How did Malaysia lose its bid for a seat on the UN Human Rights Council?

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How did Malaysia lose its bid for a seat on the UN Human Rights Council?

Media statement by DAP National Political Education Director and MP for Kluang Liew Chin Tong on 19th October 2017

I will be submitting a Parliamentary Question for Minister’s Question Time on Tuesday 24th October 2017 to give Foreign Minister Anifah Aman the first available opportunity to explain why Malaysia failed in its bid to be elected to the United Nations Human Rights Council.

Created by the Assembly in March 2006 as the principal United Nations body dealing with human rights, the Human Rights Council comprises 47 elected Member States. On the basis of equitable geographical distribution, Council seats are allocated to the five regional groups as follows: African States, 13 seats; Asia-Pacific States, 13 seats; Eastern European States, 6 seats; Latin American and Caribbean States, 8 seats; and Western European and other States, 7 seats.

There were five candidates contesting the four Asia-Pacific seats on the Council. Election was conducted by secret ballot at the General Assembly. Nepal topped the Asia-Pacific group with 165 votes followed by Qatar with 155, Pakistan 151, Afghanistan 130 and Malaysia 129.

It is shocking that Malaysia failed in its diplomatic effort and Parliament deserves to know what had happened.

Anifah should also disclose in Parliament how much it costs Malaysia to lobby and campaign for the position.

Malaysia was an active member of the Commission on Human Rights during the periods 1993-1995, 1996-1998, 2001-2003 and 2005-2006 before the Commission was dissolved. Thereafter, Malaysia was elected to the newly established Human Rights Council for the term 2006-2009, and subsequently for the term from 2010-2013.

According to the filling made by Malaysia’s Permanent Mission to United Nations in January this year, the Government of Malaysia made the following pledges and commitments:

“If elected to the Human Rights Council, Malaysia pledges to:

• Engage constructively in the evolving modalities of work of the Human Rights Council to further enhance its role as a strong, fair, effective, efficient and credible institution entrusted with the promotion and protection of human rights worldwide and fundamental freedoms for all;

• Continue to support the work of the Office of the United Nations High Commissioner for Human Rights (OHCHR)

• Continue its active participation in the norm-setting work of the Human Rights Council

• Nurture a spirit of cooperation within the Human Rights Council, based on the principles of mutual respect and dialogue, free from acrimony and politicization;

• Promote greater coherence between the work of the Human Rights Council with other United Nations agencies and mechanisms in achieving internationally agreed targets and goals

• Actively support international action to advance the rights of vulnerable groups such as women, children and persons with disabilities.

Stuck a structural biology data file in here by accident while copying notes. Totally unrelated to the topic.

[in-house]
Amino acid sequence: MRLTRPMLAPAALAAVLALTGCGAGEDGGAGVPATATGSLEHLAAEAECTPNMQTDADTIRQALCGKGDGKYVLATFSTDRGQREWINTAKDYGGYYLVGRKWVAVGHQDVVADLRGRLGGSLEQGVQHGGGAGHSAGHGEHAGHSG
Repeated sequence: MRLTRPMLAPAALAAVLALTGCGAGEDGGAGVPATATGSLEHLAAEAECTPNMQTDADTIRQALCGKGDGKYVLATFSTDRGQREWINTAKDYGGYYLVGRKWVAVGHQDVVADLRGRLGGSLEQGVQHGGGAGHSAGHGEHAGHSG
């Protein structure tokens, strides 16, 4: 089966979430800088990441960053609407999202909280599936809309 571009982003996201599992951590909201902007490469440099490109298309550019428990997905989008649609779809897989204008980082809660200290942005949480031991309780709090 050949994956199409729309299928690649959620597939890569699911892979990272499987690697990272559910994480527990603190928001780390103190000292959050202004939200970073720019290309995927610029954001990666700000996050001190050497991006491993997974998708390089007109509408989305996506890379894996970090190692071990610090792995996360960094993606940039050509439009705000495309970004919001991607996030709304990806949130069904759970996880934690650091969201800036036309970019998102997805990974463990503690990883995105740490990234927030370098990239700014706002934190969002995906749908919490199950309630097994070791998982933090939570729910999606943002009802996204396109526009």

Towards fulfilling these pledges, Malaysia is committed to:

• Deepening cooperation at the international level in supporting the work of various United Nations actors and mechanisms involved in the promotion and protection of human rights, such as OHCHR; the special procedures of the Human Rights Council; the United Nations Development Programme; the United Nations Population Fund; the United Nations Entity for Gender Equality and the Empowerment of Women (UN-Women); the United Nations Children’s Fund; the Office of the United Nations High Commissioner for Refugees; the former International Research and Training Institute for the Advancement of Women, now merged with UN-Women; and the United Nations Environment Programme;

• Upholding the principles of dialogue and cooperation among all stakeholders in furthering the promotion and protection of human rights for all peoples;

• Supporting and implementing the 2030 Agenda for Sustainable Development, particularly with regard to realizing the right to development, including by supporting ongoing efforts aimed at its operationalization and implementation;

• Sharing best practices, experiences and achievements on the realization of human rights, including advancing the rights of women, children and persons with disabilities, and on poverty eradication, health and education, with interested partners

• Engaging constructively with all stakeholders to ensure that the international community continues to create a supportive external environment towards the creation of economic stability, shared prosperity and equitable gains from globalization;

• Engaging continuously with all stakeholders to assess and monitor the implementation of recommendations from the universal periodic review process;

• Working continuously at the regional level with its partners under the ASEAN framework, and in particular with the ASEAN Intergovernmental Commission on Human Rights in the promotion of human rights in the region

• Continuing to support the role and function of the national Human Rights Commission of Malaysia (SUHAKAM), including activities being implemented such as educating the public on human rights;

Intensifying efforts to raise human rights awareness among all segments of the population, including law enforcement officials, members of the judiciary, government officials and other stakeholders.”

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